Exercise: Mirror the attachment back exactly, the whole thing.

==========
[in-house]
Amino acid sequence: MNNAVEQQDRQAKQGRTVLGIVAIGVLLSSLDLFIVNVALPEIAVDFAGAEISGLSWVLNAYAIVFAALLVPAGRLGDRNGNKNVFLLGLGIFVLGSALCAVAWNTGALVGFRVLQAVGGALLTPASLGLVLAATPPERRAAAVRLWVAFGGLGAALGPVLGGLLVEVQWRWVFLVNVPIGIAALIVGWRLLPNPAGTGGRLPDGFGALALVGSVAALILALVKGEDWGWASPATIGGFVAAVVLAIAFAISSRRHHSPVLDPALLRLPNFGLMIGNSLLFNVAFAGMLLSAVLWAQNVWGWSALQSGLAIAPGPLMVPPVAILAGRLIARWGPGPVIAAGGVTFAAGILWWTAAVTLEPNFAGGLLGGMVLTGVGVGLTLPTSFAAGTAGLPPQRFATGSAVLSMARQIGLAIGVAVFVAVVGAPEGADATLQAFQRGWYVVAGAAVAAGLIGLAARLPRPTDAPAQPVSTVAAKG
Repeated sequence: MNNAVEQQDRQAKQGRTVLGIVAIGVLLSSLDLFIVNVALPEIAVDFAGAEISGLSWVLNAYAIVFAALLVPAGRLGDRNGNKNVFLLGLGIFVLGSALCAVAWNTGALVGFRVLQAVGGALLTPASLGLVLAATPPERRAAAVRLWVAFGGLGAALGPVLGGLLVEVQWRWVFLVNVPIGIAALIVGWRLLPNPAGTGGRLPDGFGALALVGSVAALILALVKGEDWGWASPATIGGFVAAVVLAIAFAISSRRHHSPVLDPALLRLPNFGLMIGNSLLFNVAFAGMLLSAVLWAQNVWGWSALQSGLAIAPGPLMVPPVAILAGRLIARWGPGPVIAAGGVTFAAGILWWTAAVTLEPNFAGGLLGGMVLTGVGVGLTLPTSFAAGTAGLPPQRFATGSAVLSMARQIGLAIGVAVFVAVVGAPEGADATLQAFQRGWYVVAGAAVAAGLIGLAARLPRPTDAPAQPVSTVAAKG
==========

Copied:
[in-house]
Amino acid sequence: MNNAVEQQDRQAKQGRTVLGIVAIGVLLSSLDLFIVNVALPEIAVDFAGAEISGLSWVLNAYAIVFAALLVPAGRLGDRNGNKNVFLLGLGIFVLGSALCAVAWNTGALVGFRVLQAVGGALLTPASLGLVLAATPPERRAAAVRLWVAFGGLGAALGPVLGGLLVEVQWRWVFLVNVPIGIAALIVGWRLLPNPAGTGGRLPDGFGALALVGSVAALILALVKGEDWGWASPATIGGFVAAVVLAIAFAISSRRHHSPVLDPALLRLPNFGLMIGNSLLFNVAFAGMLLSAVLWAQNVWGWSALQSGLAIAPGPLMVPPVAILAGRLIARWGPGPVIAAGGVTFAAGILWWTAAVTLEPNFAGGLLGGMVLTGVGVGLTLPTSFAAGTAGLPPQRFATGSAVLSMARQIGLAIGVAVFVAVVGAPEGADATLQAFQRGWYVVAGAAVAAGLIGLAARLPRPTDAPAQPVSTVAAKG
Repeated sequence: MNNAVEQQDRQAKQGRTVLGIVAIGVLLSSLDLFIVNVALPEIAVDFAGAEISGLSWVLNAYAIVFAALLVPAGRLGDRNGNKNVFLLGLGIFVLGSALCAVAWNTGALVGFRVLQAVGGALLTPASLGLVLAATPPERRAAAVRLWVAFGGLGAALGPVLGGLLVEVQWRWVFLVNVPIGIAALIVGWRLLPNPAGTGGRLPDGFGALALVGSVAALILALVKGEDWGWASPATIGGFVAAVVLAIAFAISSRRHHSPVLDPALLRLPNFGLMIGNSLLFNVAFAGMLLSAVLWAQNVWGWSALQSGLAIAPGPLMVPPVAILAGRLIARWGPGPVIAAGGVTFAAGILWWTAAVTLEPNFAGGLLGGMVLTGVGVGLTLPTSFAAGTAGLPPQRFATGSAVLSMARQIGLAIGVAVFVAVVGAPEGADATLQAFQRGWYVVAGAAVAAGLIGLAARLPRPTDAPAQPVSTVAAKG